whispering tweet nothings
I'm back from a trip that was thrown into disarray before it even started by the federal ruling voiding the mask mandate for airplanes the day before I was supposed to fly out. The week was further disrupted by my brother-in-law's jagoff coworker — who didn't test before they went on a business trip together, although he was symptomatic, because he "didn't think he had COVID" — infecting my brother-in-law with COVID.
I truly have nothing to say about this except that if Jagoff Coworker sees me on the street he better cross. I've gotten over my initial impulse to send him a fruit basket passive-aggressively thanking him for ensuring that I didn't spend TOO much time enjoying the company of my loved ones. Now I simply wish for him to turn on his location.
Bless his heart.
A few other stressful things happened (including witnessing a hit-and-run) but that is not why I am writing this post today.
tl;dr: I am embracing my true calling as an Offline Girlfriend.
Every time I've succumbed to the impulse to doomscroll over the past couple of months, I've ended up with weary, stale, flat, unprofitable cycling through my head like a mantra. This mostly-offline trip brought home to me that Twitter doesn't do much for me these days, and that I feel more alive the less I pay attention to it.
I've actually been thinking this for quite some time, to the point that I recently came up with an elaborate exit strategy involving Shamir's Secret Sharing, mailing envelopes to five members of my inner circle, setting up automatic mirroring of my blog posts to Twitter so I would never have to log in at all, etc.
These discussions rapidly got out of hand, to the point that I had to look up what "airgapped machine" meant.
I regret that I'm no longer planning to do this, because I think it would have made an entertaining final Twitter thread.
It turns out, though, that merely thinking ugh my presence might make Elon Musk some tiny fraction of a cent richer is enough to make the whole website unpalatable to me.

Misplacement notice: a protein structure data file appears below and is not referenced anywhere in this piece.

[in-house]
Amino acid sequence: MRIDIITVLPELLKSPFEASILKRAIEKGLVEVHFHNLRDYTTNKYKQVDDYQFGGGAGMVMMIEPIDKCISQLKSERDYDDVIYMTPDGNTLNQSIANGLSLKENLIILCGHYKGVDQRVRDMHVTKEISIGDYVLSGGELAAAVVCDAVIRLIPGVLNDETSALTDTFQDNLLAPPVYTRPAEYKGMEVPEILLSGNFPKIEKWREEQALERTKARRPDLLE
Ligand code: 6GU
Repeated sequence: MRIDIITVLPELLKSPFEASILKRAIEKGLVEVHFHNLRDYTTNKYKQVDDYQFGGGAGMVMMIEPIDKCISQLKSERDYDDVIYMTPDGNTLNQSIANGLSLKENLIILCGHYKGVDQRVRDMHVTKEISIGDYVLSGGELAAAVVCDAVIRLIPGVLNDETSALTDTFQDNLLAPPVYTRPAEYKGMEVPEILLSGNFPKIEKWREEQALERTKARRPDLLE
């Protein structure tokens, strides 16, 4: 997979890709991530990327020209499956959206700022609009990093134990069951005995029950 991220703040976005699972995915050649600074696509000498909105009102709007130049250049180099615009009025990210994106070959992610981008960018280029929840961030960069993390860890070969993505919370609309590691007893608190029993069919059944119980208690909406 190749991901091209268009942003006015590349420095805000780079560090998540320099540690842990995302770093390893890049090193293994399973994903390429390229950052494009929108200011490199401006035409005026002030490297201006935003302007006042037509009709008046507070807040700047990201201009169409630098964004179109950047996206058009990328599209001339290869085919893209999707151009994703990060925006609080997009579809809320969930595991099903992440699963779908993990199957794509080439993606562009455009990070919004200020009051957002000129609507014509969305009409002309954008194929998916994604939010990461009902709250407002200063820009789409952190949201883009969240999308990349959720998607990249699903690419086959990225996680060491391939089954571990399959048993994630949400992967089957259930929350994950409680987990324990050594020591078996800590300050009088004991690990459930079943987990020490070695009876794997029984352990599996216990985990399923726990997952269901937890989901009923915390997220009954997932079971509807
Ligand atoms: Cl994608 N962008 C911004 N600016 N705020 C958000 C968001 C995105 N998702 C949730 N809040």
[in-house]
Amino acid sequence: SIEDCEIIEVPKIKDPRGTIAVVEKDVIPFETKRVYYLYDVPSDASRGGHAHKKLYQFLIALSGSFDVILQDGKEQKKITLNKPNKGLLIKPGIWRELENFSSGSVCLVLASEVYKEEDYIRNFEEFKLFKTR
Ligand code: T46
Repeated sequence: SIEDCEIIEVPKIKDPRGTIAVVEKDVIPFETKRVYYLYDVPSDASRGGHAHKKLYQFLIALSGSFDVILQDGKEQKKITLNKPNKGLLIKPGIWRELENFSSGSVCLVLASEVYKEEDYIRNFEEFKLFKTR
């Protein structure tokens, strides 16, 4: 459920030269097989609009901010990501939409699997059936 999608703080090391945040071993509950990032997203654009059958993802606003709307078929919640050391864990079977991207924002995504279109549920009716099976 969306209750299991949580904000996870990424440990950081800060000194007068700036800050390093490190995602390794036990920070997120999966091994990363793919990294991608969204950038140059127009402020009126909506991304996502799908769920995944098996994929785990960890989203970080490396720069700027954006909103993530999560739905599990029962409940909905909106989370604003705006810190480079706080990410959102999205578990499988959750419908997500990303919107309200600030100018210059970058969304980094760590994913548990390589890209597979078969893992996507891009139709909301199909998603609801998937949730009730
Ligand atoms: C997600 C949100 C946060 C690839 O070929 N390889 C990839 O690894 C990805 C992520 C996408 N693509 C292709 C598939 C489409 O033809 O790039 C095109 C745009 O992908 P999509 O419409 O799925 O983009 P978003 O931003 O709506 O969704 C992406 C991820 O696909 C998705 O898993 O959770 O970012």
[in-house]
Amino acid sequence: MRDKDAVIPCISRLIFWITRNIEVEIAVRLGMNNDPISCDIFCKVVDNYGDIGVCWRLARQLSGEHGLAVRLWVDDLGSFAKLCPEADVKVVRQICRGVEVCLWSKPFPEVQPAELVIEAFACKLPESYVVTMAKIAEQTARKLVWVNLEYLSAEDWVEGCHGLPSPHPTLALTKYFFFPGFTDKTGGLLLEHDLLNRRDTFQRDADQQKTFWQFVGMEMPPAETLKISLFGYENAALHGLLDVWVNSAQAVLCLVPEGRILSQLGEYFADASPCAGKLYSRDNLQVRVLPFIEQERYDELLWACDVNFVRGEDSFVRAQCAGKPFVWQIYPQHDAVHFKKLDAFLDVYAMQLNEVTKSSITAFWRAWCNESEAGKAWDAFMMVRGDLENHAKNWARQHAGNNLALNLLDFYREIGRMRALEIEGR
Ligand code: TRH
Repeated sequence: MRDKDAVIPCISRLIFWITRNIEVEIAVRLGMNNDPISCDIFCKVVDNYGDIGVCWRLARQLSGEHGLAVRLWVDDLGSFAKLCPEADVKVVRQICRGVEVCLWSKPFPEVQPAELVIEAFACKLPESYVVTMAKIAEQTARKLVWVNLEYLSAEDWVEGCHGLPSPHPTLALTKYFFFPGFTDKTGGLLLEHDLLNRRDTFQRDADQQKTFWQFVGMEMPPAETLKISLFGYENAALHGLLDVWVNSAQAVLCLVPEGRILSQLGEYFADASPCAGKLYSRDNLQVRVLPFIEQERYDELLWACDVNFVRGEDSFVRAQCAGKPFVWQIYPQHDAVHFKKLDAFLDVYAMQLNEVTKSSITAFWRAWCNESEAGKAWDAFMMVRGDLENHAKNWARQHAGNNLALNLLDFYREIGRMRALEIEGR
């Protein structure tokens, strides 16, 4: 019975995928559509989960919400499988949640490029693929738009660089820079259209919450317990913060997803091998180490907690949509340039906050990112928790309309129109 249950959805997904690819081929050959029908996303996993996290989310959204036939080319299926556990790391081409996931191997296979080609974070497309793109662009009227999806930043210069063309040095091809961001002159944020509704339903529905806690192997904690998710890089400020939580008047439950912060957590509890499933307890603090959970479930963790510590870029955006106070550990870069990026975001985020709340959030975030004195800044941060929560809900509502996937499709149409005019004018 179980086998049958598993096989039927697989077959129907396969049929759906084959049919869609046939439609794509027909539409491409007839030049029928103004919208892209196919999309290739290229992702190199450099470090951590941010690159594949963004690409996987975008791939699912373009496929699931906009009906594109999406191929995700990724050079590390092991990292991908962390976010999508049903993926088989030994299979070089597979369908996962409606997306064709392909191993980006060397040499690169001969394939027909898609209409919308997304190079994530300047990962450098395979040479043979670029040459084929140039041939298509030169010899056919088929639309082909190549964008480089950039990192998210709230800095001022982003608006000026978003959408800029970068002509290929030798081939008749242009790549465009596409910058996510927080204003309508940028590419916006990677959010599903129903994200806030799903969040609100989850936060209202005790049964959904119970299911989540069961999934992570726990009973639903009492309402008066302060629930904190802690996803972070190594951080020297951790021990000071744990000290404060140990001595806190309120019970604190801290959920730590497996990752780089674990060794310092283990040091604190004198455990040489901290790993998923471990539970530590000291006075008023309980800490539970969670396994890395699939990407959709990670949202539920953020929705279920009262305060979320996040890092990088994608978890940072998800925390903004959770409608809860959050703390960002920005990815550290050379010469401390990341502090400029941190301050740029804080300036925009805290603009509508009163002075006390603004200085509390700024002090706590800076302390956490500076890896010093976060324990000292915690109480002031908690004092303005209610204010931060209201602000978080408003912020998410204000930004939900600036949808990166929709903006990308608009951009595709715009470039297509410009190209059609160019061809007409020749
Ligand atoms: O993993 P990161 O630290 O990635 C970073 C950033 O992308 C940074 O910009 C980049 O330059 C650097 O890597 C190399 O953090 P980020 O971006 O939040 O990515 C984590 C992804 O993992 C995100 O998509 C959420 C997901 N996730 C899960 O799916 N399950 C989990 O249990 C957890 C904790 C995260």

I will also not miss
- the relentlessly infantilizing tone and the presumption that everything must be an opportunity for "education" (Twitter is fatally attractive to the kind of person who delights in repeating received wisdom as if they'd personally invented it)
- the general overfamiliarity, including people I've never met or spoken to and don't know from a hole in the ground dumping their personal problems onto me at the drop of a hat
- replies to my jokes that are just worse versions of the same joke
- getting dragged into an unending 15-person thread that sends me too many notifications because someone decided that one of my shitposts was a Conversation Starter
- the same few Book/Writing/Publishing Discourse topics getting recycled over and over
- getting @-ed with crypto/NFT spam multiple times a week (sometimes multiple times a day)
I will miss a handful of friends and people with a real gift for the medium, but luckily they all know how to reach me. (And if they don't, my work email is very easy to find.)
In the end, nothing that's happened on Twitter in months — possibly years — has made me as happy as driving to a park with an old friend to release the mouse we'd just caught in her kitchen. We'd been sitting in the living room talking in low voices and keeping our ears peeled for the snap of the humane trap going off. Perhaps it would be poetic to end this by saying that I looked into the eyes of little Fitzwilliam (the mouse (to whom I grew surprisingly attached in our fifteen-minute acquaintance)) and thought, I'm as trapped as you are, lured into this tiny private hell by the peanut-butter scent of random dopamine spikes.
It would be poetic but it would also be a lie. My immaculate happiness — the frisson of heading to the woods in the dead of night to dispose of our illicit cargo, the rustle of Fitzwilliam fleeing into the grass by the creek — came from not thinking about the internet at all.